Long Thin Loops Heated from their Base

Long Thin Loops Heated from their Base

. The low solar corona and transition region are filled with bright, thin magnetized loops that extend for hundreds of millions of meters above the visible solar disk, or photosphere, spanning 30 or more times the diameter of Earth. The coronal loops are filled with gas that is hundreds of times hotter than the photosphere. In this TRACE image, taken on 06 November 1999, the hot gas is detected in the ultraviolet light emitted by eight-and nine-times-ionized iron (Fe IX/X at 17.1nm) formed at a temperature of about 1.0 million degrees kelvin. Such detailed TRACE images indicate that most of the heating occurs low in the corona, near the bases of the loops as they emerge from and return to the solar disk, and that the heating does not occur uniformly along the entire loop length. (Courtesy of Markus J. Aschwanden, the TRACE consortium, LMSAL, and NASA.)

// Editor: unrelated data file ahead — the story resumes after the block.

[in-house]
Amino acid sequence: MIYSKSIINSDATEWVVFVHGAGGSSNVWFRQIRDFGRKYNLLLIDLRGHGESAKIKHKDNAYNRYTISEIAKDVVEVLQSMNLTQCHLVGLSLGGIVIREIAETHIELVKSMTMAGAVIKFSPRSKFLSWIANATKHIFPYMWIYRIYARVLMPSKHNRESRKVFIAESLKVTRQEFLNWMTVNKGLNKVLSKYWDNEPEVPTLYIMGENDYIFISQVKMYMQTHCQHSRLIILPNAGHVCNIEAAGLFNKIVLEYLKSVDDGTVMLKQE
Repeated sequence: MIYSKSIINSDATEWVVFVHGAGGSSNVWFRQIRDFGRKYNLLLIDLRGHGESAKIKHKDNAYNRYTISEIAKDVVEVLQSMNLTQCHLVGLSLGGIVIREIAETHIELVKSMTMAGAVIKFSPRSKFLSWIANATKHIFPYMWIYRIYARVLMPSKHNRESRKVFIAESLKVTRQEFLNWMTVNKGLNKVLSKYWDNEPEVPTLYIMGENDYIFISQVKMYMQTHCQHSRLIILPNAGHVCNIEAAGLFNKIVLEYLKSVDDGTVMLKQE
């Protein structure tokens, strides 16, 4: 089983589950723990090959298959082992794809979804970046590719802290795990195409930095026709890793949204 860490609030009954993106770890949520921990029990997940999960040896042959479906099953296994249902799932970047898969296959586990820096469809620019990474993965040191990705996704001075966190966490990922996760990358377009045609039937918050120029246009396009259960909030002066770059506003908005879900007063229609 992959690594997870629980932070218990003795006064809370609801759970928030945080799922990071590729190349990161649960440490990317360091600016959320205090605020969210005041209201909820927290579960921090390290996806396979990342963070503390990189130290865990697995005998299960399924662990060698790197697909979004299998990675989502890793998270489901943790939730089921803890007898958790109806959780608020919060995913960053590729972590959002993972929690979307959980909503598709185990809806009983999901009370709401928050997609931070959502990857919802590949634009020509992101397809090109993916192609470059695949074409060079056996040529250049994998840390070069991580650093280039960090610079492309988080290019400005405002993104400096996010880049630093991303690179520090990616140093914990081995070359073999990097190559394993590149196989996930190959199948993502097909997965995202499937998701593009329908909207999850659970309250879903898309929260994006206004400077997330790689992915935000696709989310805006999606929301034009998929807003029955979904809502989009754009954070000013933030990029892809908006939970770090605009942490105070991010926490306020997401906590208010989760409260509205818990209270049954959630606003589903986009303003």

Copyright 2010, Professor Kenneth R. Lang, Tufts University